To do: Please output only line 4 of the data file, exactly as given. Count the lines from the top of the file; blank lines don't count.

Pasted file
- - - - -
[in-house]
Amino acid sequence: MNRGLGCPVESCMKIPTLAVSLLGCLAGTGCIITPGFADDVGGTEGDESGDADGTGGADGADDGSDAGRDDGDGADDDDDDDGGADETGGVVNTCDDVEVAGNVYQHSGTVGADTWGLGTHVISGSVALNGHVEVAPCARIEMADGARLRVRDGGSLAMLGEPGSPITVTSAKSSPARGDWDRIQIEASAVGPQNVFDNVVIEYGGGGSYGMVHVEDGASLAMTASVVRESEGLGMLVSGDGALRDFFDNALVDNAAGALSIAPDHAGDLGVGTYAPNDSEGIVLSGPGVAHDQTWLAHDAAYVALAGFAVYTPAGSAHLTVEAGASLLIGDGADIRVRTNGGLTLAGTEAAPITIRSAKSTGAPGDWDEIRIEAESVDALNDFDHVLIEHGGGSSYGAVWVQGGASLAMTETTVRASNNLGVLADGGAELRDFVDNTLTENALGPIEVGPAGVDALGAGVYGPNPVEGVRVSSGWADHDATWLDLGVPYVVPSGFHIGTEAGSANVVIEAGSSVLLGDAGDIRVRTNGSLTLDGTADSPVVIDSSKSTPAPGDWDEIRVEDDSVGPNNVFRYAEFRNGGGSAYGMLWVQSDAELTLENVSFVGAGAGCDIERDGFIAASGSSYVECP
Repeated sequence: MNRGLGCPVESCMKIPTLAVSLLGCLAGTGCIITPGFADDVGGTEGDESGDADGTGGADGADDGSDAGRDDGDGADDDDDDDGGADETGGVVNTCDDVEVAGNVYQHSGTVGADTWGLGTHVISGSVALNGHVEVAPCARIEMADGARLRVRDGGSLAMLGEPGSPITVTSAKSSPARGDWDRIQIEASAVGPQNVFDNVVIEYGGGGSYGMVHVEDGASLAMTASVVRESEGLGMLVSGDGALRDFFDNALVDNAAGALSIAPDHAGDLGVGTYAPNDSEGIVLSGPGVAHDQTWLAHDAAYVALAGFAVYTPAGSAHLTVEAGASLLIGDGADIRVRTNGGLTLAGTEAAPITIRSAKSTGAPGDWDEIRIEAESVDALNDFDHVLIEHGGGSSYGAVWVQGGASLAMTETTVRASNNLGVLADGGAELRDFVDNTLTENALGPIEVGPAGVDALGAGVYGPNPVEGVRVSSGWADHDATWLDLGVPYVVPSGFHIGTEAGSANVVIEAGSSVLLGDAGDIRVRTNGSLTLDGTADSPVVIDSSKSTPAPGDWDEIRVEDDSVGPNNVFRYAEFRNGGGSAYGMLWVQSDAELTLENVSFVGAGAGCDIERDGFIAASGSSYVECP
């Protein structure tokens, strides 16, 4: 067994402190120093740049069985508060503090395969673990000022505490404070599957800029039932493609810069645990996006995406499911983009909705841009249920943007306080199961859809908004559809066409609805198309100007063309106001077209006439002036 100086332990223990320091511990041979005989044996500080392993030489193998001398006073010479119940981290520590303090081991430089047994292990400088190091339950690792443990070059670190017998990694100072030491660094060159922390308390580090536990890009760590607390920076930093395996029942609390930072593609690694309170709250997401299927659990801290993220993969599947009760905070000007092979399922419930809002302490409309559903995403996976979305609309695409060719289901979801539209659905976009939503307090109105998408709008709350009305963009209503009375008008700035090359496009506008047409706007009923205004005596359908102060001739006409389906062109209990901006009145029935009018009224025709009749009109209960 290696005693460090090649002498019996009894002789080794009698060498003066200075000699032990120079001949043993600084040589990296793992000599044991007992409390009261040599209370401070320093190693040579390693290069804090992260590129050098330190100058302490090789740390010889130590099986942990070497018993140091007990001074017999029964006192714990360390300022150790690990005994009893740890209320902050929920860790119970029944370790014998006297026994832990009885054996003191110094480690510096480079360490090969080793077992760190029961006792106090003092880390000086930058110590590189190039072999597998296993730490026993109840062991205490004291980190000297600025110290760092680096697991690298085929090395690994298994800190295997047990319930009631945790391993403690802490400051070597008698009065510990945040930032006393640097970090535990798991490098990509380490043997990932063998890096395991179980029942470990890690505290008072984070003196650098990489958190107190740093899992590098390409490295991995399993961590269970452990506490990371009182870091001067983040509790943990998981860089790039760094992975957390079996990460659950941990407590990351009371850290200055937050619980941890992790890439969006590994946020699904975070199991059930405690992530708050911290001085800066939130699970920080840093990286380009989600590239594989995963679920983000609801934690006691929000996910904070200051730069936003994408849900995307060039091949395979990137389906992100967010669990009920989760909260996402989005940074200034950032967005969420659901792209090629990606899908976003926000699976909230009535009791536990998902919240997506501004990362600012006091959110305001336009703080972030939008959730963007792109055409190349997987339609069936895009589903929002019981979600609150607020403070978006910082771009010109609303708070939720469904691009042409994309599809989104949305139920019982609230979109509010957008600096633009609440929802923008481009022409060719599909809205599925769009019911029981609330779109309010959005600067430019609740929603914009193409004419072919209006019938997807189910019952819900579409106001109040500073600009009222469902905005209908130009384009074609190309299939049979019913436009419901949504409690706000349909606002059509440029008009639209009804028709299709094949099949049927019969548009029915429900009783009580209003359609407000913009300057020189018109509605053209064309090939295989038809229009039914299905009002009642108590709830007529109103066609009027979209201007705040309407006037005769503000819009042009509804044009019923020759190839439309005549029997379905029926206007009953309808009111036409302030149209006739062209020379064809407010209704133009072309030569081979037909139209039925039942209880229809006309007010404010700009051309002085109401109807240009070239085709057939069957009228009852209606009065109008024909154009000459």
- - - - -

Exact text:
């Protein structure tokens, strides 16, 4: 067994402190120093740049069985508060503090395969673990000022505490404070599957800029039932493609810069645990996006995406499911983009909705841009249920943007306080199961859809908004559809066409609805198309100007063309106001077209006439002036 100086332990223990320091511990041979005989044996500080392993030489193998001398006073010479119940981290520590303090081991430089047994292990400088190091339950690792443990070059670190017998990694100072030491660094060159922390308390580090536990890009760590607390920076930093395996029942609390930072593609690694309170709250997401299927659990801290993220993969599947009760905070000007092979399922419930809002302490409309559903995403996976979305609309695409060719289901979801539209659905976009939503307090109105998408709008709350009305963009209503009375008008700035090359496009506008047409706007009923205004005596359908102060001739006409389906062109209990901006009145029935009018009224025709009749009109209960 290696005693460090090649002498019996009894002789080794009698060498003066200075000699032990120079001949043993600084040589990296793992000599044991007992409390009261040599209370401070320093190693040579390693290069804090992260590129050098330190100058302490090789740390010889130590099986942990070497018993140091007990001074017999029964006192714990360390300022150790690990005994009893740890209320902050929920860790119970029944370790014998006297026994832990009885054996003191110094480690510096480079360490090969080793077992760190029961006792106090003092880390000086930058110590590189190039072999597998296993730490026993109840062991205490004291980190000297600025110290760092680096697991690298085929090395690994298994800190295997047990319930009631945790391993403690802490400051070597008698009065510990945040930032006393640097970090535990798991490098990509380490043997990932063998890096395991179980029942470990890690505290008072984070003196650098990489958190107190740093899992590098390409490295991995399993961590269970452990506490990371009182870091001067983040509790943990998981860089790039760094992975957390079996990460659950941990407590990351009371850290200055937050619980941890992790890439969006590994946020699904975070199991059930405690992530708050911290001085800066939130699970920080840093990286380009989600590239594989995963679920983000609801934690006691929000996910904070200051730069936003994408849900995307060039091949395979990137389906992100967010669990009920989760909260996402989005940074200034950032967005969420659901792209090629990606899908976003926000699976909230009535009791536990998902919240997506501004990362600012006091959110305001336009703080972030939008959730963007792109055409190349997987339609069936895009589903929002019981979600609150607020403070978006910082771009010109609303708070939720469904691009042409994309599809989104949305139920019982609230979109509010957008600096633009609440929802923008481009022409060719599909809205599925769009019911029981609330779109309010959005600067430019609740929603914009193409004419072919209006019938997807189910019952819900579409106001109040500073600009009222469902905005209908130009384009074609190309299939049979019913436009419901949504409690706000349909606002059509440029008009639209009804028709299709094949099949049927019969548009029915429900009783009580209003359609407000913009300057020189018109509605053209064309090939295989038809229009039914299905009002009642108590709830007529109103066609009027979209201007705040309407006037005769503000819009042009509804044009019923020759190839439309005549029997379905029926206007009953309808009111036409302030149209006739062209020379064809407010209704133009072309030569081979037909139209039925039942209880229809006309007010404010700009051309002085109401109807240009070239085709057939069957009228009852209606009065109008024909154009000459």